Charles Krauthammer: Kerry's folly, Chapter 3

Amy Peterson: A life of love: How to build lasting relationships with your children

John Ericson: Older Women: Save Your Heart, Prevent Stroke Don't Drink Diet

John Ericson: Why 50 million Americans will still have spring allergies after taking meds

Cameron Huddleston: Best and Worst Buys of April 2014

Stacy Rapacon: Great Mutual Funds for Young Investors

Sarah Boesveld: Teacher keeps promise to mail thousands of former students letters written by their past selves

The Kosher Gourmet by Sharon Thompson Anyone can make a salad, you say. But can they make a great salad? (SECRETS, TESTED TECHNIQUES + 4 RECIPES, INCLUDING DRESSINGS)

April 2, 2014

Paul Greenberg: Death and joy in the spring

Dan Barry: Should South Carolina Jews be forced to maintain this chimney built by Germans serving the Nazis?

Mayra Bitsko: Save me! An alien took over my child's personality

Frank Clayton: Get happy: 20 scientifically proven happiness activities

Susan Scutti: It's Genetic! Obesity and the 'Carb Breakdown' Gene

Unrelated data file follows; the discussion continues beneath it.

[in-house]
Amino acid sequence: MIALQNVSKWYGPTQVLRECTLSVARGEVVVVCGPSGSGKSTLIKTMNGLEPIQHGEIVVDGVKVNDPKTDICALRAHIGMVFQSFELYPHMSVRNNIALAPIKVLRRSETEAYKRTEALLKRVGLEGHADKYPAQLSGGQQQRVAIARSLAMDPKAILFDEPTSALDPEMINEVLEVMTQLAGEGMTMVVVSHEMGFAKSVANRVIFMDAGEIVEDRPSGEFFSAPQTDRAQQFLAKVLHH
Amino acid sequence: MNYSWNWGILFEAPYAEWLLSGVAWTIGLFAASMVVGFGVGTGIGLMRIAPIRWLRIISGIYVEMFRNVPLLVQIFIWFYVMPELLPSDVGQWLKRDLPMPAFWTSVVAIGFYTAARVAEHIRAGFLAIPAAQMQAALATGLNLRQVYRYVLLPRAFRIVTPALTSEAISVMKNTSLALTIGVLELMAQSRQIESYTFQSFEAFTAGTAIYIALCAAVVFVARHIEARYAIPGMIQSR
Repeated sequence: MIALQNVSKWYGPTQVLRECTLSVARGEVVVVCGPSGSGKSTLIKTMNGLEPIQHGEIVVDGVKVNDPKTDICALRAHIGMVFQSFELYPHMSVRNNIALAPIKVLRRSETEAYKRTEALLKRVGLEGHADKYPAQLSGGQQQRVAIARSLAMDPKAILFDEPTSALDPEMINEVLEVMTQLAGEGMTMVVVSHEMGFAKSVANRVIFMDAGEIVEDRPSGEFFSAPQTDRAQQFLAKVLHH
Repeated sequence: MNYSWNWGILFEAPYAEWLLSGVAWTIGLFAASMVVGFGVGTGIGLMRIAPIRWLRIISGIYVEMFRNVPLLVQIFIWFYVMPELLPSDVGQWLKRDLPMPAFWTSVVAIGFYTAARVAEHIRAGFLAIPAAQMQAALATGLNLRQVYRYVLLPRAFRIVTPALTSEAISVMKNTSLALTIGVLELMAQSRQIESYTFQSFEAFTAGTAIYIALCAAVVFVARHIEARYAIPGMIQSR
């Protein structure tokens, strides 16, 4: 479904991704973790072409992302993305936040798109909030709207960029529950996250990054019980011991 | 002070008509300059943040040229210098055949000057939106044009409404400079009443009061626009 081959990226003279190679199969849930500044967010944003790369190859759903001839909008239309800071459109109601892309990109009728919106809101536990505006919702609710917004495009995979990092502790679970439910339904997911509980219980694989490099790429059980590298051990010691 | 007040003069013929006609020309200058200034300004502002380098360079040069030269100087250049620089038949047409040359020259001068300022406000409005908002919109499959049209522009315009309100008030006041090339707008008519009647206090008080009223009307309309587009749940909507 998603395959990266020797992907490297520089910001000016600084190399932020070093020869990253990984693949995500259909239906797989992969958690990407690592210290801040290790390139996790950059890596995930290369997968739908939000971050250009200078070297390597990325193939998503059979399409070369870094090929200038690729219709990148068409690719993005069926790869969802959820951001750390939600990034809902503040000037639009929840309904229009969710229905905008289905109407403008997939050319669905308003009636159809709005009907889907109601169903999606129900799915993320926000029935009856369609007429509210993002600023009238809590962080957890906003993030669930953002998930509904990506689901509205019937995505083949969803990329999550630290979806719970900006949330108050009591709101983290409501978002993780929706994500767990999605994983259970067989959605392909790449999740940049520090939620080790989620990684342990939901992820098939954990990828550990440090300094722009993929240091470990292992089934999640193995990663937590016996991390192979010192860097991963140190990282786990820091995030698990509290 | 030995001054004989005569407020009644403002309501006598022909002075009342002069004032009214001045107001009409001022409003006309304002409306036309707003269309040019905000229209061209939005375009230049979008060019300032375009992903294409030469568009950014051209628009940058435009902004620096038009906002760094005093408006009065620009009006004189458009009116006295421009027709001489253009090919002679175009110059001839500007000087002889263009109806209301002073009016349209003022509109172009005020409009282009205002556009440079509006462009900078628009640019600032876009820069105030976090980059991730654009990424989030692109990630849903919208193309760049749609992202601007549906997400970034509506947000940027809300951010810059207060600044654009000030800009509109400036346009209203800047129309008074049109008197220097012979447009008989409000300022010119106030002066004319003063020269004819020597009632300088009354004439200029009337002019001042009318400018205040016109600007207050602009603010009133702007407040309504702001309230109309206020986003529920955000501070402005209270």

Lecia Bushak: Why Hand Sanitizer May Actually Harm Your Health

Stacy Rapacon: Great Funds You Can Own for $500 or Less

Cameron Huddleston: 7 Ways to Save on Home Decor

The Kosher Gourmet by Steve Petusevsky Exploring ingredients as edible-stuffed containers (TWO RECIPES + TIPS & TECHINQUES)

Jewish World Review July 1, 2005 / 24 Sivan, 5765

The Return of Supersession

By Rabbi Yitzchok Adlerstein

Printer Friendly Version

Email this article

An absolute must-read for every Jew and pro-Israel Christian

http://www.JewishWorldReview.com | Mainline Protestant denominations, one by one, are lining up to condemn Israel and call for economic divestment from the Jewish State.

Most Jews do not realize that a large part of the Christian world is heading back to the dark ages of reading the Jews out of the Bible.